There’s an old joke about a man walking across a bridge who comes across another man about to jump. The guy walking yells, “Don’t jump! God loves you! Do you believe in God?”
“I do,” the man about to jump says.
“Are you a Christian or a Jew?” the first man asks.
“Me too! What franchise?”
“Me too! Northern Baptist or Southern?”
The two go back and forth, checking more and more boxes of similarities, until the man preparing to jump answers a questions saying he was Northern Conservative Baptist Great lakes Region Council of 1912 and NOT 1879. Then, the man passing by pushes the other man off the bridge after yelling, “Die, heretic!”
It’s a long joke with a simple point. We care A LOT about our theological positions, and disagreeing with someone comes with an inherent set of risks.
Conversations with People of Different Theological Beliefs
It’s bound to happen. As leaders in church world, it’s inevitable that we will come across people who challenge our own deeply held theological beliefs. The question is, when that happens, how do we proceed honoring the other person and our own?
Before going into any conversation where there is potential conflict, it’s important to remember what we do have control over and what we don’t.
We CAN control our…
We CAN’T control…
- how passionately they hold to their positions.
- whether the other person ends up changing their mind or not.
- how they decide to respond to what we say.
But maybe most importantly, when engaging in difficult conversations we need to remember that how we respond and behave—while not controlling the outcome in another person—can influence how that person not only see us and our positions, but the Church, as a representative. So not only what we say, but how we say it matters.
That being said, here are some tips for engaging in theologically divisive conversations.
1) Beliefs are incredibly personal.
They are part of our identity, which means, when they feel challenged or shaken in some way, an emotional response is likely. Keep that in mind for yourself and the person you are talking to. Taking differing theological views isn’t the same as discussing which ice cream flavor you prefer. There is a weightiness that should be acknowledged.
2) Christianity has 2,000 years of diverse theological teaching.
Most of us have only ever been schooled in the theology of the tradition we were raised in or are now are a part of. But just because we aren’t familiar with particular theological positions, or we don’t hold to certain positions, does not mean they aren’t credible or that they are heretical. Christianity has a long history of thoughtful and faithful Christ followers taking different positions on different issues. (Peter and Paul in the book of Acts, for one.)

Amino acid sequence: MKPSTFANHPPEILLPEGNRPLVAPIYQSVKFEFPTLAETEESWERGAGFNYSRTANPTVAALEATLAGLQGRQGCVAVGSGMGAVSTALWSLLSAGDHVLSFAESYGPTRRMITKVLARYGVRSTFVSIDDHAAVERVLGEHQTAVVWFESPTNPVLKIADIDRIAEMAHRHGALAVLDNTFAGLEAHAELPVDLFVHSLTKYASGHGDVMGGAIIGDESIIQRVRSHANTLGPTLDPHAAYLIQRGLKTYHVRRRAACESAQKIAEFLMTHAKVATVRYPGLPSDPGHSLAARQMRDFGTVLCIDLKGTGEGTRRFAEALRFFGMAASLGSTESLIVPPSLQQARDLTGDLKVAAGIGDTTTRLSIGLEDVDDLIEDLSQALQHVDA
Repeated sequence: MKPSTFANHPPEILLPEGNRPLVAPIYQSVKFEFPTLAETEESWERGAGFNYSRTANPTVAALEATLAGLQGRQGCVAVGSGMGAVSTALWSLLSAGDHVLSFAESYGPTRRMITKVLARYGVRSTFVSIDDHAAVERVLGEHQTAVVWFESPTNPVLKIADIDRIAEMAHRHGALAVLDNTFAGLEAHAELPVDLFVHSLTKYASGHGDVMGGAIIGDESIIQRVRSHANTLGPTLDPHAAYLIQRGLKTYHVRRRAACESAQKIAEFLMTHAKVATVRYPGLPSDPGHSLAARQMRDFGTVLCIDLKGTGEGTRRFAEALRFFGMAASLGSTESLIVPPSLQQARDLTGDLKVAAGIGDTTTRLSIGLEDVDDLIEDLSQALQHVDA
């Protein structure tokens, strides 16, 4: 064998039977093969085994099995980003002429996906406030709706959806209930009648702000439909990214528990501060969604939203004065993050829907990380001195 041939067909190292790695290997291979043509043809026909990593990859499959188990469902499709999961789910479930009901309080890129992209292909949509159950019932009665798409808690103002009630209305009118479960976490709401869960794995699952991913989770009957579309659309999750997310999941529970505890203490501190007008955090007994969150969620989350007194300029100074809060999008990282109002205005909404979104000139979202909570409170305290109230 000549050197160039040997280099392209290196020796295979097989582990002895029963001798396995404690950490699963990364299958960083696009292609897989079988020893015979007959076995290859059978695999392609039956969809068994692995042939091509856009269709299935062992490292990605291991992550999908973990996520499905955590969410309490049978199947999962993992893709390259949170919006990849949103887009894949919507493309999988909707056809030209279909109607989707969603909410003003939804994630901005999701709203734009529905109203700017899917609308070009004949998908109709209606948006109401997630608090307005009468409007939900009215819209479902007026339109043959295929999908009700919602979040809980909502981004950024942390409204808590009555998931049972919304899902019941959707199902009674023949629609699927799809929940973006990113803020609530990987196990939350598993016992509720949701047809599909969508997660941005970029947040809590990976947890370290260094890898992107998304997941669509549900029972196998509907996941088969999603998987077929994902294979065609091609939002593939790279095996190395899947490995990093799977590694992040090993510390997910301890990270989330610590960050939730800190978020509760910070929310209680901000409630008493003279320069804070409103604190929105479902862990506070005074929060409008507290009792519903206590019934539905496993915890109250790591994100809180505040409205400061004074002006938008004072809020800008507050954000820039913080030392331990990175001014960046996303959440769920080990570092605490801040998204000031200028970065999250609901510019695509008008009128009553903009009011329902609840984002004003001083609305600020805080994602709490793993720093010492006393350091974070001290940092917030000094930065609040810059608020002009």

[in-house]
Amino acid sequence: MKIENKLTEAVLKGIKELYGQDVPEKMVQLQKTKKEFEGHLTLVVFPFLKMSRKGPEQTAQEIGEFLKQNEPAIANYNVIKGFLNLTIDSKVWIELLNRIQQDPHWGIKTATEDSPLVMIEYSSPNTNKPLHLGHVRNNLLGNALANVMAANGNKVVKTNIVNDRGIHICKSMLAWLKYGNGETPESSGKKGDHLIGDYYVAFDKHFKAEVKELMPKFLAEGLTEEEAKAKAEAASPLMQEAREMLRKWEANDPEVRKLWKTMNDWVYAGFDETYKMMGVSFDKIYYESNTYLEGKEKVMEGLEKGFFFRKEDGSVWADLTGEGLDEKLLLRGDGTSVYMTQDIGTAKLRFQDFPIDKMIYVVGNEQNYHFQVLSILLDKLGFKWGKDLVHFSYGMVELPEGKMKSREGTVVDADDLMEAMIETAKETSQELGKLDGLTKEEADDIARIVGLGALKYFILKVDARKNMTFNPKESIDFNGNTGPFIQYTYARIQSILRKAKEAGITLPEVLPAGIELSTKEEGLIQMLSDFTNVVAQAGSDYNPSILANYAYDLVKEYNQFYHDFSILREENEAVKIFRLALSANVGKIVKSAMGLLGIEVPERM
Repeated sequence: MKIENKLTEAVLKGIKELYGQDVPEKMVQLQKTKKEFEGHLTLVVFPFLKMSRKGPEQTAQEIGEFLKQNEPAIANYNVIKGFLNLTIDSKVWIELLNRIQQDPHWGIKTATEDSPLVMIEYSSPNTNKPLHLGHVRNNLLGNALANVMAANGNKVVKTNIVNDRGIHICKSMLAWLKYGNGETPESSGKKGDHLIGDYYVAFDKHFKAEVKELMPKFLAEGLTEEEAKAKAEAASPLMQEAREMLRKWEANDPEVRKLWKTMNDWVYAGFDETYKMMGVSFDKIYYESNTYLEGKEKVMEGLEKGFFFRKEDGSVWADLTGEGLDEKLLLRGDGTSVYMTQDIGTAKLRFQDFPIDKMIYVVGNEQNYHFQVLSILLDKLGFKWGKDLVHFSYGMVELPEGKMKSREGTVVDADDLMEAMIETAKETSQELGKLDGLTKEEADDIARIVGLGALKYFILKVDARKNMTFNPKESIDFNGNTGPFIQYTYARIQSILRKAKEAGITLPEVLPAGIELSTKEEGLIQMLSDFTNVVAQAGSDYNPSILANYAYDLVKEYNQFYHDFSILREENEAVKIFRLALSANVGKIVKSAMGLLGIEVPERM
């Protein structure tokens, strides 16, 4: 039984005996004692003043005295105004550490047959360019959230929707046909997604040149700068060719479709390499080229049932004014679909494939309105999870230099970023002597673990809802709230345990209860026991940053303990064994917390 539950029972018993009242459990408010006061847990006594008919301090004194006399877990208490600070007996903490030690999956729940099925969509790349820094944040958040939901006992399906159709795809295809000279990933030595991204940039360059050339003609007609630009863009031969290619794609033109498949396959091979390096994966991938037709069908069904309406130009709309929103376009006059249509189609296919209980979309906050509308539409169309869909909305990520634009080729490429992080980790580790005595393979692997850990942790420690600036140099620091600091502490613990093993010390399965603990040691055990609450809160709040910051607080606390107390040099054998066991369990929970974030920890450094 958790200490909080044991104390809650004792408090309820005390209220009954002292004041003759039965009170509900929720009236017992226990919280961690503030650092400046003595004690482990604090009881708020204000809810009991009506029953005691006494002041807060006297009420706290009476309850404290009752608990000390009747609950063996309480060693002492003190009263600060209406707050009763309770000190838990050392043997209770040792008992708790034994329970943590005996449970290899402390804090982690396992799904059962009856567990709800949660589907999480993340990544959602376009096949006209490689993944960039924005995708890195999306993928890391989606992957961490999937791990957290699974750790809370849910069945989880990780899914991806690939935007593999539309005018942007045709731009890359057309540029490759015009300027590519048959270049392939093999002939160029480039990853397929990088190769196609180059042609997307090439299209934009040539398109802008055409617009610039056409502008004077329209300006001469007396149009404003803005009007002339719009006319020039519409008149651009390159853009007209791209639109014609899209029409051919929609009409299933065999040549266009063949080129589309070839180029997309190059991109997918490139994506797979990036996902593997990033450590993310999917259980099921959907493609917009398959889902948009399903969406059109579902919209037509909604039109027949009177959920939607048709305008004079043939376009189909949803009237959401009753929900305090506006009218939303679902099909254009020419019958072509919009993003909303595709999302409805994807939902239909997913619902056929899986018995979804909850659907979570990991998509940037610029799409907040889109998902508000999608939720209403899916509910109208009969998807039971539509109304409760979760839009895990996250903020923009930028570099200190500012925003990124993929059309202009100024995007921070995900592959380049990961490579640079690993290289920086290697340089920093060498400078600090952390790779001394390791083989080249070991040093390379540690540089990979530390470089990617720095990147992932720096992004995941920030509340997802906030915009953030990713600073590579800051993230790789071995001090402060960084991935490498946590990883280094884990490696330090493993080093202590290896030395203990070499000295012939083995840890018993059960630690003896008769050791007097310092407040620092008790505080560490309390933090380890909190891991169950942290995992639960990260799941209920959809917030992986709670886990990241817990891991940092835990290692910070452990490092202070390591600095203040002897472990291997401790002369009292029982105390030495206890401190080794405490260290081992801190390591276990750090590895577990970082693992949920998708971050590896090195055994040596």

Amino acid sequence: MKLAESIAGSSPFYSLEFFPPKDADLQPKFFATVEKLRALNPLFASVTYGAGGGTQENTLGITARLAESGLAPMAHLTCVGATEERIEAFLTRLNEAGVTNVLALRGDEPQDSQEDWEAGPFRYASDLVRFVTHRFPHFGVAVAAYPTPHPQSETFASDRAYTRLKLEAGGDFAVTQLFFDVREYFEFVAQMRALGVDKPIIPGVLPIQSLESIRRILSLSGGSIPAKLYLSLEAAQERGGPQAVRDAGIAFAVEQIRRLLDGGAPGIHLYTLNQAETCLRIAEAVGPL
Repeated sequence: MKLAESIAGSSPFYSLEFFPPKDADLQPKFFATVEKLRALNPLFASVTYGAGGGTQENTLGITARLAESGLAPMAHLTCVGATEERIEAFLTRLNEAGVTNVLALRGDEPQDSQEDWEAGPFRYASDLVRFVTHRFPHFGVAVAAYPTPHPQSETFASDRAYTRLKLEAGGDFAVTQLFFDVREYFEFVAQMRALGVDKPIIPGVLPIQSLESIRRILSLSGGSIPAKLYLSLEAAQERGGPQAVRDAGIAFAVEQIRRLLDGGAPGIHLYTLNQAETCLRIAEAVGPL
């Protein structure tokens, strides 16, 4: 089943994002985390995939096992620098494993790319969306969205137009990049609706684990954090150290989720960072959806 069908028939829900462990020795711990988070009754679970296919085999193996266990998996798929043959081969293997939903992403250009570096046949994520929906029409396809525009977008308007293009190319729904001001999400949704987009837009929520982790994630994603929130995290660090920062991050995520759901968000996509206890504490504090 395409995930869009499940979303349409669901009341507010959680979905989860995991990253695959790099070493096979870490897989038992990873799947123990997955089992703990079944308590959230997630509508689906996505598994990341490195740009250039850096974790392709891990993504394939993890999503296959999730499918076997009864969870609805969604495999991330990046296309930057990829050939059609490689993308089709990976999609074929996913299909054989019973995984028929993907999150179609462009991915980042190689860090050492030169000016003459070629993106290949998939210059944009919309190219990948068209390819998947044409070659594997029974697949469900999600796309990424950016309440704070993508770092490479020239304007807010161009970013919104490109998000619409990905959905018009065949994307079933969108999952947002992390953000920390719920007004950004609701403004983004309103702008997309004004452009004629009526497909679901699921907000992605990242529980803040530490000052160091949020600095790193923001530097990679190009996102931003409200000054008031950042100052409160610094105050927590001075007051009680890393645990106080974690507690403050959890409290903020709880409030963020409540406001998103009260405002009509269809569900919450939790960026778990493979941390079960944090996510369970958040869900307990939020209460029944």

3) Unilateral agreement in all things theology should not be the goal.
As trite as it sounds, we can agree to disagree and doing so does not mean anyone is caving on their convictions. The early church fathers understood there would be disparities in how they understood different ideas, but they determined grace would abound in the areas where they did not see eye to eye. They majored in the majors. We can do the same. Our felt passion—or someone else’s felt passion—over a particular theological position does not mean it is view of foundational importance. It might mean there is energy around it, but not that unwavering agreement is necessary. (If we want to see what the early church fathers thought mattered most, the early creeds give us a glimpse. We would be wise to follow their example.)
4) There is a difference between differing messages and differing methodologies.
What feels like difference in belief or theology, might be a difference in how theological views are presented, held or conveyed, or the priority we give each view. One might think the topic of love should get more air time than the topic sin. That doesn’t mean this person doesn’t take sin seriously, but that love is given priority. This difference in opinion over what should take precedence does not mean one view is right and one is wrong. The method of conveying that truth simply differs.
Uncomfortable conversations are never easy. And when its conversations revolving around some of our most deeply held beliefs, they are even more difficult. But our theological differences don’t have to divide us. They might even be a catalyst for wonder, mystery and humility moving forward. The hope is, on the other side of a theological disagreement we can say of one another: “There are so many faithful ways to follow Jesus. Let’s keep doing it together.”
Most importantly, when discussing theological differences our posture matters most. Are we humble? Inquisitive? Teachable? Or do we see opposing views as a threat? Our willingness to engage with people who think differently and hear their concerns, their thoughts and their own convictions rather move into defensive or offensive mode, matters.